As mentioned in our article "A CrossFit Coach's Guide to Working With New or Troubled Movers," new athletes are often working semi-autonomously during group class, which requires coaches to triage them while still not ignoring the rest of the class. A quick trick that we sometimes use during our lifting segments for working with people brand new out of Foundations is to breakdown the Olympic lifts into more manageable complexes.
One of the challenges for new people working with Olympic lifts is not only putting the movement together, but also remembering the names of everything. By breaking down the lift and writing it down on a little white board, the athlete begins to internalize the names of all the movements he or she is working on. They can then work on a series of compartmentalized tasks, with visual reminders of everything they're doing. For beginners, performing standardized technique complexes is infinitely more doable than just telling them to "snatch"—perhaps the most technically complicated movement we perform in CrossFit.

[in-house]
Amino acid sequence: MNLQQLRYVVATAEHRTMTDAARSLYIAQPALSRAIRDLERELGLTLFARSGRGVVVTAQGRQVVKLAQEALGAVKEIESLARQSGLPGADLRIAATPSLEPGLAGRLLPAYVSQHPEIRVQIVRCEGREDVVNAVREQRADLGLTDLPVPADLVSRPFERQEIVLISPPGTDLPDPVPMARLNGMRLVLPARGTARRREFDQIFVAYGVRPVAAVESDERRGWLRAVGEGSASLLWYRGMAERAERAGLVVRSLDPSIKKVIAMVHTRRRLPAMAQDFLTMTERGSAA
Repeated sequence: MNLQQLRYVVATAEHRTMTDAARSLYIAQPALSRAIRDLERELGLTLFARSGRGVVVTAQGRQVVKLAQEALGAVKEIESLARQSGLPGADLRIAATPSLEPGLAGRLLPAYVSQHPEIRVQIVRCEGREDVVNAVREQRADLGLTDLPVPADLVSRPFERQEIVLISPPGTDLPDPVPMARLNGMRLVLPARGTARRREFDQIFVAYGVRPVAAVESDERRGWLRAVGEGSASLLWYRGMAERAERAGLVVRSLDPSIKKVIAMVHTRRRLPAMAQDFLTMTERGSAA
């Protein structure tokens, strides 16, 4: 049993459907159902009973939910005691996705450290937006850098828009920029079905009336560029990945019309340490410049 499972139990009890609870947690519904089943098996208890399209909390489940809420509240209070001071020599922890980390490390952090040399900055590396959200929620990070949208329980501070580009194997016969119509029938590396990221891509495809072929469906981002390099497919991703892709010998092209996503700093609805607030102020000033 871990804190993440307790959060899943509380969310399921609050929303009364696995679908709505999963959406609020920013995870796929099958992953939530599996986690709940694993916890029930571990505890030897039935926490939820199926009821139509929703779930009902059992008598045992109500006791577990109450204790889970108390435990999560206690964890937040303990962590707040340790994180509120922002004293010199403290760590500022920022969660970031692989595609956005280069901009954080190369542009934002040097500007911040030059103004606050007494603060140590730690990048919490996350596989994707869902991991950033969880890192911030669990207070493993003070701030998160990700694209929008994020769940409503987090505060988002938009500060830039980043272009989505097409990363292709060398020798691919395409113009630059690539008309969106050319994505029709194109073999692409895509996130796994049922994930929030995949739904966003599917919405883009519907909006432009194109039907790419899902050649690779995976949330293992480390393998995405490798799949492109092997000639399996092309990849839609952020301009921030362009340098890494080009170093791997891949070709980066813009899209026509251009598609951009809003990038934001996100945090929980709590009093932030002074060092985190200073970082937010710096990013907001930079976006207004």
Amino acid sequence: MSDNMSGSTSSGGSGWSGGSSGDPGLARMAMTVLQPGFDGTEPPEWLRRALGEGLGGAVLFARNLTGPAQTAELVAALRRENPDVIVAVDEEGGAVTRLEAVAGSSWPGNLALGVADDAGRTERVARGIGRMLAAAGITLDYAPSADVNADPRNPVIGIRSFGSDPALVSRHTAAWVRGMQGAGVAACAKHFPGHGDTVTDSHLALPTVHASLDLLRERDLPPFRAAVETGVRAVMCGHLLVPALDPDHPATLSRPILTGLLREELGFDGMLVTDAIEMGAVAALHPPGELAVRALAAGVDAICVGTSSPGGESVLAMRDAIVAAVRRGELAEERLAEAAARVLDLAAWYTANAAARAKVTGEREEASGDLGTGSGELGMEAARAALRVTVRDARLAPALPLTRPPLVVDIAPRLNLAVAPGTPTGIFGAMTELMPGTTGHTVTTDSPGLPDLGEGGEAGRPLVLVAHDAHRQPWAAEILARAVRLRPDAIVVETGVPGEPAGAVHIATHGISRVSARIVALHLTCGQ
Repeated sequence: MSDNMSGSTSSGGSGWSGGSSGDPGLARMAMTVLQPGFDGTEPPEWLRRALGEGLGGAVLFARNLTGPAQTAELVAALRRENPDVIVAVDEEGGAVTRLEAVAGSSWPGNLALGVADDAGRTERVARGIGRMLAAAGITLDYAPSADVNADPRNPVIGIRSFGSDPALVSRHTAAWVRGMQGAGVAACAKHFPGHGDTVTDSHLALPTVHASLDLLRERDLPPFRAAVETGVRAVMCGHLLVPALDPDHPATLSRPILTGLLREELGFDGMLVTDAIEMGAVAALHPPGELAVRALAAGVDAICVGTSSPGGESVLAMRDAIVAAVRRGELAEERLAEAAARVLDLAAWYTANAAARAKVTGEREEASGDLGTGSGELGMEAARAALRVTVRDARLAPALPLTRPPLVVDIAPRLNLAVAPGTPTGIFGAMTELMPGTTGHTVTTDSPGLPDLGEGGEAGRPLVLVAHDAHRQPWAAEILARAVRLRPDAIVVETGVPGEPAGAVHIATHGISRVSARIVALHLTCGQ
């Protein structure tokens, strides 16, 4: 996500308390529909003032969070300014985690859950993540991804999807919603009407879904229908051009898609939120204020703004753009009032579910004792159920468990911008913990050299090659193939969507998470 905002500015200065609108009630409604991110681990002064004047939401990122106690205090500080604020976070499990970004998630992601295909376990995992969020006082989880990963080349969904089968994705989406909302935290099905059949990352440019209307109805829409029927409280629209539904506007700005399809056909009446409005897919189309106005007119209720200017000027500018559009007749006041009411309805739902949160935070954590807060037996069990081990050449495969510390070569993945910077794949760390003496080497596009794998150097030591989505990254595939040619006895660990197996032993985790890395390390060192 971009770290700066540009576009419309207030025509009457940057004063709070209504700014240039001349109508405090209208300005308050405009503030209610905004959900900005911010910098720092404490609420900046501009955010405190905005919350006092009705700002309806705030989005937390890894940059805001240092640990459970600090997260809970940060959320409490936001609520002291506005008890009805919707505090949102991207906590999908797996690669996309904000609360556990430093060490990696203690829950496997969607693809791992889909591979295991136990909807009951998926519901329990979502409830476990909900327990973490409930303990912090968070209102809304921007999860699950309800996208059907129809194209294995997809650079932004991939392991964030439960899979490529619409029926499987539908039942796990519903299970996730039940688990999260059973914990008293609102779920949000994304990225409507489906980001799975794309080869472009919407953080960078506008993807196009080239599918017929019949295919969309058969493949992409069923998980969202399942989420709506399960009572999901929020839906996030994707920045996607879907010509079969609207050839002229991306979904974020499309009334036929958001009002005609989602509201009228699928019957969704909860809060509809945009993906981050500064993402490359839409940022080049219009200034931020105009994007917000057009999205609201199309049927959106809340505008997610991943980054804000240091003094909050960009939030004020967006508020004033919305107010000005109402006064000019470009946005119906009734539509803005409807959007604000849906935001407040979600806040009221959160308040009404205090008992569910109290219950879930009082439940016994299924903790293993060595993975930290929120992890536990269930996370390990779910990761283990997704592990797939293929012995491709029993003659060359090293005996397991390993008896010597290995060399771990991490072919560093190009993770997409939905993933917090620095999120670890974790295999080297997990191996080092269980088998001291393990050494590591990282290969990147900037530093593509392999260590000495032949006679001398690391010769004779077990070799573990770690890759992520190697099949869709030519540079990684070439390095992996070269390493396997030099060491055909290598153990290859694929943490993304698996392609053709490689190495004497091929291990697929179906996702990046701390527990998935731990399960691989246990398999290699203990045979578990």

Keep in mind that having this strategy is also extremely useful for your coaches. They don't have to reinvent the wheel when it comes to new movers, which helps them preserve valuable time in group classes to help everyone present.
Snatch Grip Deadlift
Hang Power Snatch
Our typical complex for the Clean and Jerk is:
Mid Hang Power Clean
Push Press or Push Jerk
Breaking the lift down like this prevents many of the typical errors you see when new folks attempt to put the lift together. It also reinforces good positions and imprints the names of each movement. I would suggest having new athletes perform these complexes their first few times in group classes, until they're ready to move forward with your normal programming.
New athletes usually really appreciate the modified programming and "cheat sheet" on the white board. Let's not forget that CrossFit can often be a little overwhelming for people new to our gyms.